Are you an aspiring designer with a special gift? Show off your levitation skills with a photo manipulation. Make a creative banner you can apply to all your social accounts.
In this tutorial, we’ll learn how to build a designer-inspired photo manipulation using a few stocks and 3D objects in Adobe Photoshop.
Get inspired! Find more amazing design resources on Envato Market.
See a larger view of this banner.
The following assets were used in the production of this tutorial:
- Designer Stock #1
- Designer Stock #2
- Wood Table
- Gray Background
- Cue Ball
- Facebook Charity Cover Set
1. How to Use 3D Objects
You can make any object levitate easily in Photoshop. And the best way to do it is to take advantage of 3D objects.
3D objects generate still images of the angle you desire. I can make the office plant, for instance, fall off the table in this manipulation (for more dimension) by choosing a good angle.
So before you get started, take a good look at the stocks we’ll be using. In order to make this scene work, I’ll need a few 3D assets from Envato Elements.
For a more in-depth look at how I use 3D objects, check out this tutorial:
Once you’re ready to get started, download all the angles you’ll need for each 3D object.
Here are the specific views I’ll be using in this tutorial.
Hit View 360 Render for each object and try your best to match these angles. Then download them with your subscription.
Now that we have all the resources, let’s get started!
2. How to Build the Manipulation
Social media banners, especially the ones on Twitter, are stretched wide. If you use a normal photo for the banner, it gets compressed pretty badly and cropped even worse.
Here are some possible scenarios I’d hate to go with in headers #1 and #2.
Normal photos just won’t crop well.
For this manipulation, I’ll be warping the scene to make something similar to a panorama shot like in #3.
This will allow me to bypass some of the cropping problems by creating an entire composition from scratch that stretches, or pans from one side of the banner to the other.
To do this, I’ll need to take the original Designer Stock and break it apart. Then I’ll rebuild the scene with the main character and other elements using a few new stocks for filler.
Create a New Document in Photoshop at 1500 x 500 px.
Copy and Paste Designer Stock #1 onto a New Layer towards the middle of the banner. Make ample room for the other details.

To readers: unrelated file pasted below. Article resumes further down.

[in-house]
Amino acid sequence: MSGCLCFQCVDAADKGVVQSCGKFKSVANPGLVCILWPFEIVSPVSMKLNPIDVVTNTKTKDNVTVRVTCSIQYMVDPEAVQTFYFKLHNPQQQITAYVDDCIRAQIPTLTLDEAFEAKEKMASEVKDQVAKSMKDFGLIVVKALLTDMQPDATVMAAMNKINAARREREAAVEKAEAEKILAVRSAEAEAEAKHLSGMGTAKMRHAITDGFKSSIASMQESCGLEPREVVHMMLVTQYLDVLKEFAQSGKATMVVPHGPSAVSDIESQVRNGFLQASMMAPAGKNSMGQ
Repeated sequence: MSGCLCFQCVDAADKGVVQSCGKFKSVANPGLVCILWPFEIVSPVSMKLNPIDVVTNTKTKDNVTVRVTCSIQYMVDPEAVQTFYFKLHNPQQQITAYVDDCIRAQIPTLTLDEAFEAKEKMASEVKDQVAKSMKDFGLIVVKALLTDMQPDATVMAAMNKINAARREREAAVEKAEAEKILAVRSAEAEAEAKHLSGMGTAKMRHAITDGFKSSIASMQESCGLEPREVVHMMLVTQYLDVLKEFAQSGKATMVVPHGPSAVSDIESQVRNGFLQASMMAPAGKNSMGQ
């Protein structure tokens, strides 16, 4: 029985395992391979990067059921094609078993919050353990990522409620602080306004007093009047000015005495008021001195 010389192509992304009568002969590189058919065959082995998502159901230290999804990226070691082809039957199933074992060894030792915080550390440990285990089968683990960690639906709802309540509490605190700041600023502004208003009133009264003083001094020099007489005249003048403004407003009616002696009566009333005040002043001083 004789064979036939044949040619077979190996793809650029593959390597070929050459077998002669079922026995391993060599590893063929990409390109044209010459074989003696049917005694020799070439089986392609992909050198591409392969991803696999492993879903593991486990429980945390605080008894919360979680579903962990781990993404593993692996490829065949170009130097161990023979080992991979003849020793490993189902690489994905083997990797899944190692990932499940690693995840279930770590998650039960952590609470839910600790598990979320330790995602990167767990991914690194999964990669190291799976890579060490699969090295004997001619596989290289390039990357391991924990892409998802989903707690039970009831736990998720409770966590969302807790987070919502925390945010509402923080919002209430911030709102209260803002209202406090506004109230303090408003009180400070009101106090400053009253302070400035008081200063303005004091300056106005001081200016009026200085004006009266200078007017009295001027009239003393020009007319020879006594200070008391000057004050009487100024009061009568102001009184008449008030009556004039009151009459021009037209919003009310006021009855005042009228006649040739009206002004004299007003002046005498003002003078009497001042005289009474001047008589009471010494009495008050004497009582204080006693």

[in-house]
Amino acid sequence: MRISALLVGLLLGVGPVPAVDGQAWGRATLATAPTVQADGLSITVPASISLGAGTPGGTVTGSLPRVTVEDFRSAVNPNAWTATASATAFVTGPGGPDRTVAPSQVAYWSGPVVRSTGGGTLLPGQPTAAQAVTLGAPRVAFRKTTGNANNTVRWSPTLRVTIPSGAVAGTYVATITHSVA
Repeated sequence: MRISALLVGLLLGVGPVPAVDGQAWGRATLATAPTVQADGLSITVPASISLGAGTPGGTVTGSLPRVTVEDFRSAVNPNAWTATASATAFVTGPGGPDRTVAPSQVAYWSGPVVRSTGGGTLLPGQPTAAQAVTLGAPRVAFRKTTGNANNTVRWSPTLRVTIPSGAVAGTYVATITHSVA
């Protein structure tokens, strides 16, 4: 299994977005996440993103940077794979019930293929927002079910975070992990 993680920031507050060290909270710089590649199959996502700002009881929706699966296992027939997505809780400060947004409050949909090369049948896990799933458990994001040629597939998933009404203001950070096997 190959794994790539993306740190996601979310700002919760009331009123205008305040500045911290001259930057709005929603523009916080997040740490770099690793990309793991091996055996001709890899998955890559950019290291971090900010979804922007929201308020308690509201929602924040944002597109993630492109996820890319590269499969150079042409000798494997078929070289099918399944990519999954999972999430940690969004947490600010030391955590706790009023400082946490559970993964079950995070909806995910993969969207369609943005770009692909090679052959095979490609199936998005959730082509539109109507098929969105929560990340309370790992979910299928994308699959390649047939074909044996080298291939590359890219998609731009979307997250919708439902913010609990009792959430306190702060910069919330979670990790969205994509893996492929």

See how much space we have to fill?
Let’s break the image apart. Remove the designer first.
Select the stock and use the Polygonal Lasso Tool (L) to make a selection. Then hit Control-J to Paste the selection onto a New Layer above it. Add a Layer Mask and refine the edges of the designer with a Hard Round Brush.
Next, I’ll remove the main computer. We’ll create an entirely new background with just these two pieces from the original stock.
Follow the same steps as before to remove the computer. Add a Layer Mask and refine the edges.
- Use the Polygonal Tool (L) to select the computer.
- Control-J to Paste it onto its own New Layer.
- The stand might get awkwardly cut here. Use the Polygonal Tool (L) again to select it, and then switch to the Move Tool (V) to center the stand more. In future shots, you’ll see that I painted over the hand and pen with colors from the computer using the Brush Tool (B).
Let’s start building the composition again with the new pieces. Hide the computer layer.
Since the model gets cut off, we’ll rebuild him using a different photo from this stock series.
Make a selection of the designer from Designer Stock #2 and Copy and Paste it onto a New Layer beneath the designer layer. Add a Layer Mask to refine the edges and position him to match up with the old photo.
Create a simple wooden desk.
- Select the Rectangular Marquee Tool (M) and make a selection of the wood from this Wood Table stock. Copy and Paste it onto a New Layer below the designer layer. Hold Control-T to Free Transform and Skew the perspective of the wood for a much longer desk.
- Position the desk as shown. Continue to adjust the perspective if necessary.
Note: This desk will be skewed to help the panorama vibe. But feel free to create your own desk setup.
Unhide the computer layer.
Use the Free Transform Tool (Control-T) to make it smaller. Position the computer in the center of the desk. Don’t worry about any rough edges—we’ll clean them up later.
Let’s add a background. Copy and Paste the Gray Background onto a New Layer.
Flip it by going to Edit > Transform > Flip Horizontal.
Then resize it and position it behind the computer.
Add a slight blur. Select the layer and go to Filter > Blur > Gaussian Blur, adding a Radius of 2.5 px.
3. How to Make 3D Objects Levitate
Now that the majority of our scene is built, we need to add the levitating objects.
First, add the Molecule.
Copy and Paste the molecule angle you’ve downloaded onto a New Layer above the rest. Use the Free Transform Tool (Control-T) to rotate the angle and place it floating next to the designer.
Add a Layer Mask to remove the parts of the molecule that would be covered by his arm. This will help create more depth of field.
Move on to the other 3D objects.
Follow the same steps as before. This time, position the camera below the designer’s eye level. Then add the laptop on the right.
Balance everything out with the cue ball on the far left. Then go to Filter > Blur > Gaussian Blur and add a Radius of 4 px.
The last 3D object we’ll add is the Office Plant.
Extract the plant and Paste it onto a New Layer above the rest. Free Transform (Control-T) to Rotate the angle so that the plant appears to be falling off the desk.
Add a slight Gaussian Blur of 2 px.
Looking great so far!
4. How to Adjust the Lighting and Colors
Now that the majority of our objects are set in place, we can add Adjustment Layers and more to fix the colors, light, and shadows.
Here is our composition so far.
Let’s begin with the lighting.
Create a New Adjustment Layer of Curves above all the others.